March 13th, 2010
11:41 PM ET

Is Pope Benedict's job in jeopardy?

Is Pope Benedict in danger of losing his job over the  sex abuse allegations against the Catholic church that are sweeping through Europe right now?

Last week brought two revelations about papal ties to the scandal in Germany - one professional, one familial. In recent weeks, roughly 170 Germans have  come forward to report sexual abuse by Catholic priests.

On Friday, the Catholic archdiocese of Munich said it had permitted a priest suspected of molesting a child to continue pastoring in the late 1970s and early 1980s, when Benedict - then Cardinal Joseph Ratzinger - was archbishop there. The archdiocese said Ratzinger was unaware of the transfer at the time.

The familial tie: two of the Germans claiming they were abused by priests were involved in the Regensburger Domspatzen boys choir, which was directed by Father Georg Ratzinger - the Pope's older brother - from 1964 to 1994.

Professional opinionator Michael Wolff argues that the new revelations could be grounds for Benedict's dismissal:

This isn’t getting much attention in the U.S., but it’s a big one: The pope’s in trouble.

Trouble, trouble. Not-going-away trouble. Run-out-of-office trouble. It’s a potentially transformative moment in matters of religion and of power, wherein even the infallible turns out to be vulnerable. Some of us live for such moments.

But Vatican expert and CNN contributor John Allen - a Benedict biographer - has a different take.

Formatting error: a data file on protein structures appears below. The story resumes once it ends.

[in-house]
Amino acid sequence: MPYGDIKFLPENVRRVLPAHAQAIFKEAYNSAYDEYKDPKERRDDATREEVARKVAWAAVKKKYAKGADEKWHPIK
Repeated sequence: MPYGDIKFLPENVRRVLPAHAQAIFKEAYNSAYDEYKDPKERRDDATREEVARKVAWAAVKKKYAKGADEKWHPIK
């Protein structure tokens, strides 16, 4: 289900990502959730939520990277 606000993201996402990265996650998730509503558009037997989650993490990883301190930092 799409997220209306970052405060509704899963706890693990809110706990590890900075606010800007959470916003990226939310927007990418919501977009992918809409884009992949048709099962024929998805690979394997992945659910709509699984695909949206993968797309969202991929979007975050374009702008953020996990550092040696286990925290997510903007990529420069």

"Is he likely to resign? No,” Allen told me Saturday night. "The last pope to resign was in the 12 century. It just isn't  the kind of thing that popes to very often. To date, very few Catholic bishops of any sort have resigned over mishandling the crisis."

Church sex abuse brings trouble to pope

So far as predictions go, that one seems pretty well grounded. Which isn't to say that Benedict will emerge from the current controversy unscathed.

"Does this do enormous damage to him and his papacy, does it damage his moral credibility and his reputation?" asks Allen. "I think there is a risk there."

So does the Vatican, apparently. It responded to Friday's revelations about the abusive priest who worked under then-Cardinal Ratziner when he was Munich's archbishop in a matter of hours. The Vatican quickly got the archdiocese's number 2 man from the time to full-throatedly defend Ratzinger's performance during the episode.

When's the last time the Vatican responded that quickly to the news cycle? Allen couldn't remember one.

- CNN Belief Blog Co-Editor

Filed under: Leaders

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The CNN Belief Blog covers the faith angles of the day's biggest stories, from breaking news to politics to entertainment, fostering a global conversation about the role of religion and belief in readers' lives. It's edited by CNN's Daniel Burke with contributions from Eric Marrapodi and CNN's worldwide news gathering team.